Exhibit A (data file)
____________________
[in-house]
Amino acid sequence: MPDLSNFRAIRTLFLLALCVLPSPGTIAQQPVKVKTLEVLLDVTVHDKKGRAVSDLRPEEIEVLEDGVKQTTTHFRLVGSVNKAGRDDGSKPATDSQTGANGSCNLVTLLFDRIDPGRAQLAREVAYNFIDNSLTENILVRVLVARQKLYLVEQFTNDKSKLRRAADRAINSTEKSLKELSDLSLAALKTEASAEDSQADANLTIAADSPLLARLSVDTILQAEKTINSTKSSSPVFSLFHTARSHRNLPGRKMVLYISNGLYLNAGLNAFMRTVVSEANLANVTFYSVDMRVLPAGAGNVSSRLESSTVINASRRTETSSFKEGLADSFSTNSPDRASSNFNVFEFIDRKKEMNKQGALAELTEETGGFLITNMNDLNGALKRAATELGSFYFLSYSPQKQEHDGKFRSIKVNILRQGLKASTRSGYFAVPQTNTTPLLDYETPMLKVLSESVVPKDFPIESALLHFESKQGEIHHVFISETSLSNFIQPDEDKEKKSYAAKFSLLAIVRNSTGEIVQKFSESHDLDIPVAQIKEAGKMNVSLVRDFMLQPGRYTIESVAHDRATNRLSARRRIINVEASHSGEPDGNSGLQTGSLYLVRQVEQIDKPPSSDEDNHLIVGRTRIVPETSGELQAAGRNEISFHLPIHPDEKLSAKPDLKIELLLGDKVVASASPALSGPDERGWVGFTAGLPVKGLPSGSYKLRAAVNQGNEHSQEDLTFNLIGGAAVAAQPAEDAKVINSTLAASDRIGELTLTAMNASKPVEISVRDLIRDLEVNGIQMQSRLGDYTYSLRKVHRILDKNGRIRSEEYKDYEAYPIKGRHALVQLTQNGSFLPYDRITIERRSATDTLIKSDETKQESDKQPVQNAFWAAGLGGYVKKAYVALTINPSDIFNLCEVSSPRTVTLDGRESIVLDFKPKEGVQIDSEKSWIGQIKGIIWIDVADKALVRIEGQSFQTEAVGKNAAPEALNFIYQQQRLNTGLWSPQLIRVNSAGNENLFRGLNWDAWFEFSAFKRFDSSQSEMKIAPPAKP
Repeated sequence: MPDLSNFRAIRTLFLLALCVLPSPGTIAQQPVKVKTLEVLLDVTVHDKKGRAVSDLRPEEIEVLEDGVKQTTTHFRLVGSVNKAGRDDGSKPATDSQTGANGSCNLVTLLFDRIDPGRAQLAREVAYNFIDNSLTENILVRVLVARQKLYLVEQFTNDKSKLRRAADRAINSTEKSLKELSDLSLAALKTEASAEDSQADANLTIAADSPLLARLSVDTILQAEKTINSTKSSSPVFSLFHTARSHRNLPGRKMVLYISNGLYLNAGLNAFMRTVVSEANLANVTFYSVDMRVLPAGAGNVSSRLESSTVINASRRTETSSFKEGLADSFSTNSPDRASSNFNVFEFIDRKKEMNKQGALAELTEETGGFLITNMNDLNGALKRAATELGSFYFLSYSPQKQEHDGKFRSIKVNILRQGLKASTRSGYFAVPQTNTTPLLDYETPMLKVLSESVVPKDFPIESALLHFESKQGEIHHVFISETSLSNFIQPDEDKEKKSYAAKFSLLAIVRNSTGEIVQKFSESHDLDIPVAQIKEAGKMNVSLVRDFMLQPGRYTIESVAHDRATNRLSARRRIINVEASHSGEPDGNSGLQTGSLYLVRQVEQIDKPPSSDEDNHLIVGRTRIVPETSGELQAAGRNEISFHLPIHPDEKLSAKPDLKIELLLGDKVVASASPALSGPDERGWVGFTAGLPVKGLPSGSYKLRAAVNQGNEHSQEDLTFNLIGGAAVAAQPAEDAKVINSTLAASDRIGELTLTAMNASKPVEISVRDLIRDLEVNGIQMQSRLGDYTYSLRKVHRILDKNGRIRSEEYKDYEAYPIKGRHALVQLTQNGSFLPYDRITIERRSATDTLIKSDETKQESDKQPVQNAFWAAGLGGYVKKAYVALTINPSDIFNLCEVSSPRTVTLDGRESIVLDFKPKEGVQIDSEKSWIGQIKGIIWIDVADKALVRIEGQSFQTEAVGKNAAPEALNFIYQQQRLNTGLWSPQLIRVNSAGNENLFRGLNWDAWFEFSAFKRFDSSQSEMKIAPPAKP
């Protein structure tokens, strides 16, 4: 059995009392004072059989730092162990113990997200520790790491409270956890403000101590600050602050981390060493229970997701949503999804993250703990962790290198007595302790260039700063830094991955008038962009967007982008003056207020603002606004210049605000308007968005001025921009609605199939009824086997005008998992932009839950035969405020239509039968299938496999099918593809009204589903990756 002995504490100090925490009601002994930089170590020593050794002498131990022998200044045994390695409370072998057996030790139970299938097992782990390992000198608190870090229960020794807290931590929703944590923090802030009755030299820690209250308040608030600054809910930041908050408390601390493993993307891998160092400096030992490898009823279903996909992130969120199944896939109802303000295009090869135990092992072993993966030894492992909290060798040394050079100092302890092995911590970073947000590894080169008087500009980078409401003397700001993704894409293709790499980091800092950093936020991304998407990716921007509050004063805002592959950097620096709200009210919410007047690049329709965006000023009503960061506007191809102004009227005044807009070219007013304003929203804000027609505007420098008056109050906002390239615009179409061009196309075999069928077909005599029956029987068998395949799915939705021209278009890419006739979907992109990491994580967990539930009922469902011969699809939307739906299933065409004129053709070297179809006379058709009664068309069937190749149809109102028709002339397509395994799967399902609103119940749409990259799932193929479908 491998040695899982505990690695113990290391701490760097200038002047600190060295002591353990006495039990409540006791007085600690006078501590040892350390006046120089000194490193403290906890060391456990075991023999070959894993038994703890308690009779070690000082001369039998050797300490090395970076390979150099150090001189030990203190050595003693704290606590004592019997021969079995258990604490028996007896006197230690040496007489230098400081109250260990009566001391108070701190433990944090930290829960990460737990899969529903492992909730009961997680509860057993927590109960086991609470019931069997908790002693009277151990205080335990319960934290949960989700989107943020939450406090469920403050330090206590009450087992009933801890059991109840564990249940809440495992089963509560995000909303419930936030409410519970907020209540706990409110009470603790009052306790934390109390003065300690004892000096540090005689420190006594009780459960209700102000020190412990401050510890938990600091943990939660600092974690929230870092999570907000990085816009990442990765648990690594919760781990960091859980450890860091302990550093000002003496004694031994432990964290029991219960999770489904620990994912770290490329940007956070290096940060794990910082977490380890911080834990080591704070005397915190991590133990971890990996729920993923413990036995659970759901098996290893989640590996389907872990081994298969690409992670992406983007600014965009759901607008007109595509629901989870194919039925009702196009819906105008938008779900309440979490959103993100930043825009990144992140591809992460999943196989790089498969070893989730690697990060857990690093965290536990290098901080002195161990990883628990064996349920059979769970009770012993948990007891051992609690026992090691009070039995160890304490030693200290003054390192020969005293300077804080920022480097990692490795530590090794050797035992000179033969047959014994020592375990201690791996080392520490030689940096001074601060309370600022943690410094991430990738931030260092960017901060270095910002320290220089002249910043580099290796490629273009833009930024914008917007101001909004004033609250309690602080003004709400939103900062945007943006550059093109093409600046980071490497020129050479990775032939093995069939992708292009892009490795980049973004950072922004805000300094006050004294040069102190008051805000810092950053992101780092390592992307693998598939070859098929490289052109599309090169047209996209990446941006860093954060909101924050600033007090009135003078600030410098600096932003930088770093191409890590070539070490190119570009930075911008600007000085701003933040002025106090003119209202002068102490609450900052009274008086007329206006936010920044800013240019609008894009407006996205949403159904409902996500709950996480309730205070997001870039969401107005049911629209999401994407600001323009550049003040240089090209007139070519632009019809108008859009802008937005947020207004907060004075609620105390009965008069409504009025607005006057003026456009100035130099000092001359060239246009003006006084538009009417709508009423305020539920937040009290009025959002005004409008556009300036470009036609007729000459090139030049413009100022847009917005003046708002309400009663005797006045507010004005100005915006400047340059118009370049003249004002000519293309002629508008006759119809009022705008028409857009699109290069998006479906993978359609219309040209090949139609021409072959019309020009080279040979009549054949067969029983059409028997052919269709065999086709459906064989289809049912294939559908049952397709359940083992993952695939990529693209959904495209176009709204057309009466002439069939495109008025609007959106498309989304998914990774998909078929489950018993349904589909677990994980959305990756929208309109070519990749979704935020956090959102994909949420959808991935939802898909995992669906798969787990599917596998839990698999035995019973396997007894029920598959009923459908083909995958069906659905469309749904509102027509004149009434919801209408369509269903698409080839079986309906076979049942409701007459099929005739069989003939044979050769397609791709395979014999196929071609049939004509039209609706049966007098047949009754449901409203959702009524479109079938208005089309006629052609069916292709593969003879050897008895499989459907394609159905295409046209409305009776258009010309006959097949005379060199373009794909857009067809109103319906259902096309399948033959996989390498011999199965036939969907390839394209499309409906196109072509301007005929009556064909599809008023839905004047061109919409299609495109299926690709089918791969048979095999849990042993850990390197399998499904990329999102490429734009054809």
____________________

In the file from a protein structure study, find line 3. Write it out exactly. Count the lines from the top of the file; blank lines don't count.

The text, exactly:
Repeated sequence: MPDLSNFRAIRTLFLLALCVLPSPGTIAQQPVKVKTLEVLLDVTVHDKKGRAVSDLRPEEIEVLEDGVKQTTTHFRLVGSVNKAGRDDGSKPATDSQTGANGSCNLVTLLFDRIDPGRAQLAREVAYNFIDNSLTENILVRVLVARQKLYLVEQFTNDKSKLRRAADRAINSTEKSLKELSDLSLAALKTEASAEDSQADANLTIAADSPLLARLSVDTILQAEKTINSTKSSSPVFSLFHTARSHRNLPGRKMVLYISNGLYLNAGLNAFMRTVVSEANLANVTFYSVDMRVLPAGAGNVSSRLESSTVINASRRTETSSFKEGLADSFSTNSPDRASSNFNVFEFIDRKKEMNKQGALAELTEETGGFLITNMNDLNGALKRAATELGSFYFLSYSPQKQEHDGKFRSIKVNILRQGLKASTRSGYFAVPQTNTTPLLDYETPMLKVLSESVVPKDFPIESALLHFESKQGEIHHVFISETSLSNFIQPDEDKEKKSYAAKFSLLAIVRNSTGEIVQKFSESHDLDIPVAQIKEAGKMNVSLVRDFMLQPGRYTIESVAHDRATNRLSARRRIINVEASHSGEPDGNSGLQTGSLYLVRQVEQIDKPPSSDEDNHLIVGRTRIVPETSGELQAAGRNEISFHLPIHPDEKLSAKPDLKIELLLGDKVVASASPALSGPDERGWVGFTAGLPVKGLPSGSYKLRAAVNQGNEHSQEDLTFNLIGGAAVAAQPAEDAKVINSTLAASDRIGELTLTAMNASKPVEISVRDLIRDLEVNGIQMQSRLGDYTYSLRKVHRILDKNGRIRSEEYKDYEAYPIKGRHALVQLTQNGSFLPYDRITIERRSATDTLIKSDETKQESDKQPVQNAFWAAGLGGYVKKAYVALTINPSDIFNLCEVSSPRTVTLDGRESIVLDFKPKEGVQIDSEKSWIGQIKGIIWIDVADKALVRIEGQSFQTEAVGKNAAPEALNFIYQQQRLNTGLWSPQLIRVNSAGNENLFRGLNWDAWFEFSAFKRFDSSQSEMKIAPPAKP